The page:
Image of Gallery in South Kensington
On display at V&A South Kensington
Bags: Inside Out, Room 40

Chatelaine

ca. 1863 - ca. 1885 (made)
Place Of Origin

A chatelaine would have hung from a lady’s waist and was intended to be both decorative and practical. The small tools and accessories that might be incorporated included a watch, scissors, tweezers, magnifying glass, scent flask and miniature notebook or ivory writing tablet.

Cut steel was a fashionable material for jewellery, buttons, buckles, sword hilts and watch chains in the decades around 1800. They were made from brightly polished rivets, their ends faceted to imitate diamonds. Such pieces gave a grey but powerful glitter. Originally an English speciality, the production of cut steel had spread to other centres in Europe by the early 19th century.



object details
Categories
Object Type
Parts
This object consists of 14 parts.

  • Chatelaine
  • Scissors
  • Scent Bottle
  • Case
  • Case Top
  • Miniature Bucket
  • Needle Case
  • Cigar Cutter?
  • Case
  • Case
  • Paper Knife or Letter Opener
  • Writing Tablet Case
  • Notebook
  • Magnifying Glass
Materials and Techniques
Cut steel and ivory (African Loxodonta)
Brief Description
Cut-steel chatelaine with attachments, England, circa 1863 - 1885







Physical Description
Chatelaine, cut steel, the hook-plate formed as a crowned monogram.
Dimensions
  • Height: 53.5cm
  • Width: 35cm
  • Depth: 2cm
The measurements reflect the object as a whole.
Credit line
Pfungst Reavil Bequest
Object history
Gill MacGregor (see references) has identified the monogram and crown to be that used by Alexandra, Princess of Wales between 1863 and 1885. Thornhill & Co. of Bond Street, one of the foremost producers of chatelaines is the likely maker, but the chatelaine's ownership remains unclear despite the crowned cypher - at the Great Exhibition of 1851 Thornhill & Co. exhibited a chatelaine plaque which was a promotional piece in which they celebrated their royal patronage by adding the crowned initials of Victoria and Albert and the Prince of Wales' feathers.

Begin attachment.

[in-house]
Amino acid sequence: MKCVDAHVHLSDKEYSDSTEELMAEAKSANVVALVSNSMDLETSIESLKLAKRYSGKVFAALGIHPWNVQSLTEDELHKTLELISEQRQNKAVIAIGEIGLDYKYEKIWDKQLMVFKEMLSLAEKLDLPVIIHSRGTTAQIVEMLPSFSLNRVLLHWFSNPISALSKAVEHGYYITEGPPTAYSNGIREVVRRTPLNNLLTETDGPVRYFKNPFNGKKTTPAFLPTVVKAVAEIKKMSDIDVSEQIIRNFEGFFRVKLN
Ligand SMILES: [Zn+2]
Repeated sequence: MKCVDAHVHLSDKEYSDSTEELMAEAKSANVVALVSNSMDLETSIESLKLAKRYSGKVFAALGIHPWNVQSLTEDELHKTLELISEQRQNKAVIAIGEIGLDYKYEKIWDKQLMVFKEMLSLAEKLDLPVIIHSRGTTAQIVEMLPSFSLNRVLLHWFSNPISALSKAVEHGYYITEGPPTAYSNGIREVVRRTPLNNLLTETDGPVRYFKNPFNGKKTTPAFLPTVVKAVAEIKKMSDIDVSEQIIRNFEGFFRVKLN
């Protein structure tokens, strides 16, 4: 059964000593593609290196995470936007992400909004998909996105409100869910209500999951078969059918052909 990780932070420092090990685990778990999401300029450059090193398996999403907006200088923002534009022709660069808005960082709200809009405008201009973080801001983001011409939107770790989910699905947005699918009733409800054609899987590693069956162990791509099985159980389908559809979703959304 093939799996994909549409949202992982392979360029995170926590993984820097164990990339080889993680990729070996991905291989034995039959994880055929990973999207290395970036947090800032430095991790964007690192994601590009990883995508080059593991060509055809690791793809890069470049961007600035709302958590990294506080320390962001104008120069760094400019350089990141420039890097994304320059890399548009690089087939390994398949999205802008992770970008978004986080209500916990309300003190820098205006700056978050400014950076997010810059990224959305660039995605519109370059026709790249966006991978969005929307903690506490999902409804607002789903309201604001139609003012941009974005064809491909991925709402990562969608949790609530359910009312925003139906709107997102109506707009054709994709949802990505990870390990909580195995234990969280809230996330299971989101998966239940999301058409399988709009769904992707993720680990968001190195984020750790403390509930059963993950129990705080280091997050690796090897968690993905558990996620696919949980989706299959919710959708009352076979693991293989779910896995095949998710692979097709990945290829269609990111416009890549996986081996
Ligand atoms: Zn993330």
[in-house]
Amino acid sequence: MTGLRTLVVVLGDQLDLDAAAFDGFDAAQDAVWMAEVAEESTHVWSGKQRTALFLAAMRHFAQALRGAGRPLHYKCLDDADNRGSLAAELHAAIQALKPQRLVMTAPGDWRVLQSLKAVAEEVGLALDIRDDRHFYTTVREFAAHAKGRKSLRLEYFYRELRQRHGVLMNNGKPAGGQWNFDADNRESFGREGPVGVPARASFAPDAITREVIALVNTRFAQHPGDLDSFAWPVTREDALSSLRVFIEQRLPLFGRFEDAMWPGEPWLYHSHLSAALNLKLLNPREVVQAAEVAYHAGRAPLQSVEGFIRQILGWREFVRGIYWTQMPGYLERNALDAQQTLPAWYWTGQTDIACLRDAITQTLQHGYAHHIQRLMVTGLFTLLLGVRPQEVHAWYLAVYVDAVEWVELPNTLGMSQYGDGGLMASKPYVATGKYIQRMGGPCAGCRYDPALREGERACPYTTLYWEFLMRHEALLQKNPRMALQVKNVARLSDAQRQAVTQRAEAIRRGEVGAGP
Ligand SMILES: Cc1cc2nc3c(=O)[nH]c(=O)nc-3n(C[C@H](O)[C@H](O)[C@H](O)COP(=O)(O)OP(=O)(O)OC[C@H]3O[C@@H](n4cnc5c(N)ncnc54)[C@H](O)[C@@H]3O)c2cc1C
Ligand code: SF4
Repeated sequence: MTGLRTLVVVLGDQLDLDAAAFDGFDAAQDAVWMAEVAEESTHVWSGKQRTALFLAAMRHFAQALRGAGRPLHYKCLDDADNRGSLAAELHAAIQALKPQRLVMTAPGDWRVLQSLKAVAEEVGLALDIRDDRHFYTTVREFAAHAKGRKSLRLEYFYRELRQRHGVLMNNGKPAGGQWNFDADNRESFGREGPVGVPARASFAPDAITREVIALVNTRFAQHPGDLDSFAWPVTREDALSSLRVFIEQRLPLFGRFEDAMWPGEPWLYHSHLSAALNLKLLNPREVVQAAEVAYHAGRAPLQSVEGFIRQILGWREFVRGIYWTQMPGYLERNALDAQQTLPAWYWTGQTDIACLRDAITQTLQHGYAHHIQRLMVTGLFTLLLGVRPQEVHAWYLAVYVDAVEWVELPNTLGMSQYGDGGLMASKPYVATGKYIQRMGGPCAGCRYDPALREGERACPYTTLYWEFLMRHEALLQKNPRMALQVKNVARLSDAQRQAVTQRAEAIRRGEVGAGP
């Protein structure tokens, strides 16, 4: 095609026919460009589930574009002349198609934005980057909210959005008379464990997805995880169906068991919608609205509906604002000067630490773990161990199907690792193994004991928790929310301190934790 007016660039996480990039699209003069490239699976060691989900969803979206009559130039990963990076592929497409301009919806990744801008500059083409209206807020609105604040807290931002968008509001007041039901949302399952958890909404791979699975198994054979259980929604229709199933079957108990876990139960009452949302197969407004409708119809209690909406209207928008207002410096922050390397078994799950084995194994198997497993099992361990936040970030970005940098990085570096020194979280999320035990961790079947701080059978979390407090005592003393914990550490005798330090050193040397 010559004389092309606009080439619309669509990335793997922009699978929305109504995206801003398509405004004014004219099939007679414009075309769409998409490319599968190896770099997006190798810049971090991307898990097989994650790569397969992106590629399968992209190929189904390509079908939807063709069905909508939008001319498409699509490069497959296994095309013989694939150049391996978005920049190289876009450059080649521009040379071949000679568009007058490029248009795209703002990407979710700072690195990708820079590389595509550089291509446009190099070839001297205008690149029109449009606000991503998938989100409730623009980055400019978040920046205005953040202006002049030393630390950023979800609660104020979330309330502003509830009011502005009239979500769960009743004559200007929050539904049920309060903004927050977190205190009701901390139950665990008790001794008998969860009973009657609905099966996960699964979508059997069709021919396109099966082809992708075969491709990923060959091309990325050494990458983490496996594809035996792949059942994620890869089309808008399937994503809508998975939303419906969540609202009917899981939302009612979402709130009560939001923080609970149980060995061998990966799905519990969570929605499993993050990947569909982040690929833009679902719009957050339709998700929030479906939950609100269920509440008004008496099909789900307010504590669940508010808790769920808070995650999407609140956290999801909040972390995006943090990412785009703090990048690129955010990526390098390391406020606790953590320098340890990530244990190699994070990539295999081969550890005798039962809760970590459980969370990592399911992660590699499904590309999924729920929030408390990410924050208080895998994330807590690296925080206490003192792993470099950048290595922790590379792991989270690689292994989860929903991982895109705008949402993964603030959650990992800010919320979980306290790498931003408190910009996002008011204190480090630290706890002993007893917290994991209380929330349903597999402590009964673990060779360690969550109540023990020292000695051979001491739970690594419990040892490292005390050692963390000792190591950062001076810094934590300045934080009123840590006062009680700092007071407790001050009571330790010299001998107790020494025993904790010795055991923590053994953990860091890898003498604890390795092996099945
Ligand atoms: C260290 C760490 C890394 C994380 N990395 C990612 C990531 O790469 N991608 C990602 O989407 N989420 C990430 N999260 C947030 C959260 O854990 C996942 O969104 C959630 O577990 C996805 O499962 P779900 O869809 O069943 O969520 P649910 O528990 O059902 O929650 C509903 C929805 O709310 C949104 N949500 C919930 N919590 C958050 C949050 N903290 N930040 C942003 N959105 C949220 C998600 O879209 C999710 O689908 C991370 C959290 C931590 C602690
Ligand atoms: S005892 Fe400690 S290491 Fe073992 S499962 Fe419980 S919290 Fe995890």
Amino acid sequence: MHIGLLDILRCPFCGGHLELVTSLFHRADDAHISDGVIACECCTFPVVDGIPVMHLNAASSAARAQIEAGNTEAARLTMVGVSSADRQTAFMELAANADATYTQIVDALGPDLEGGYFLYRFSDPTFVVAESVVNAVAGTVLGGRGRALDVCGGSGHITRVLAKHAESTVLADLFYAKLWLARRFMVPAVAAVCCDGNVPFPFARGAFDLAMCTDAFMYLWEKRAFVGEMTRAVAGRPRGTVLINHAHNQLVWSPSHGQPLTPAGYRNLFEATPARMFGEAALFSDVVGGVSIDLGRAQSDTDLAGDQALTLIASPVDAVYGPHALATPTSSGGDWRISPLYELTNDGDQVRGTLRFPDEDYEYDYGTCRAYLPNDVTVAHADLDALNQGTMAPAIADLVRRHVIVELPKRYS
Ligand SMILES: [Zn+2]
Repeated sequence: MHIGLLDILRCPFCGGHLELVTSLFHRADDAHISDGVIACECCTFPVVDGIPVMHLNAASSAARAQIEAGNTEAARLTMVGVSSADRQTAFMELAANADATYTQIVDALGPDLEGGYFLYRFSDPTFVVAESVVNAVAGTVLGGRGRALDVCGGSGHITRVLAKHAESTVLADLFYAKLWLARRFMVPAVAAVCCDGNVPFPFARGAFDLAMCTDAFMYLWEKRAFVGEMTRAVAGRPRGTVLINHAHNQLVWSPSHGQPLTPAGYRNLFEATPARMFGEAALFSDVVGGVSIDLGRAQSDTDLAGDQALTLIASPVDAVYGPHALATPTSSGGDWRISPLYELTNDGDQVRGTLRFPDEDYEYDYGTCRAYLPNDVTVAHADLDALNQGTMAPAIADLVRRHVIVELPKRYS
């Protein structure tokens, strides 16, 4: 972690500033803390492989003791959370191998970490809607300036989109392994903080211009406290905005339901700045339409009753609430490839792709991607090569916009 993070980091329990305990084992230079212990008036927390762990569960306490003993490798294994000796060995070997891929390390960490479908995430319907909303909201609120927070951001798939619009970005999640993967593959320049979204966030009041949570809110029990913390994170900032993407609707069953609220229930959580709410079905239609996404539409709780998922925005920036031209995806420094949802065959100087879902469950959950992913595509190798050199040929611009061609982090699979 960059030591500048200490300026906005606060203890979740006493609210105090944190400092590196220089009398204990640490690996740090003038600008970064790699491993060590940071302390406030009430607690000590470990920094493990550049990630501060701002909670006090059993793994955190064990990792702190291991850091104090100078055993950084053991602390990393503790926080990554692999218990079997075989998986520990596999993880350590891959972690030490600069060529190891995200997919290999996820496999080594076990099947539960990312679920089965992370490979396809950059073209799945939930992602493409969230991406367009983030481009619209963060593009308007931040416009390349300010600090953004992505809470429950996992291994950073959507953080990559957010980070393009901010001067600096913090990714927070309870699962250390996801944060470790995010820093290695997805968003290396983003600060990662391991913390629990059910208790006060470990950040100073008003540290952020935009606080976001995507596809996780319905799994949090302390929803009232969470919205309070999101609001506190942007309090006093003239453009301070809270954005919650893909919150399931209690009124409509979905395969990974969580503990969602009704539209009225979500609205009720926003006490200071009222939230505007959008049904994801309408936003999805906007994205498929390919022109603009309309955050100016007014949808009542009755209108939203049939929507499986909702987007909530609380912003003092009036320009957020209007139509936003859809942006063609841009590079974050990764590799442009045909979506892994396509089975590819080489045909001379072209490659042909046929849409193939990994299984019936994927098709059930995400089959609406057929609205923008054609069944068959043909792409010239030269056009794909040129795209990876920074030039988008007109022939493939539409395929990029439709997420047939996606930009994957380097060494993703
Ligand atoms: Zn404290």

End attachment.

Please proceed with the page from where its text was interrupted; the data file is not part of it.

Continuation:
Subjects depicted
Summary
A chatelaine would have hung from a lady’s waist and was intended to be both decorative and practical. The small tools and accessories that might be incorporated included a watch, scissors, tweezers, magnifying glass, scent flask and miniature notebook or ivory writing tablet.



Cut steel was a fashionable material for jewellery, buttons, buckles, sword hilts and watch chains in the decades around 1800. They were made from brightly polished rivets, their ends faceted to imitate diamonds. Such pieces gave a grey but powerful glitter. Originally an English speciality, the production of cut steel had spread to other centres in Europe by the early 19th century.



Bibliographic Reference
Gill MacGregor 'Identifying and mounting a circa 1863 - 1902 monogrammed chatelaine in the collection of the Victoria and Albert Museum, London'. The Journal of Dress History, Volume 4, Issue 3, Autumn 2020, pp 72-101.
Collection
Accession Number
M.32:1 to 13-1969

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record createdJanuary 20, 2003
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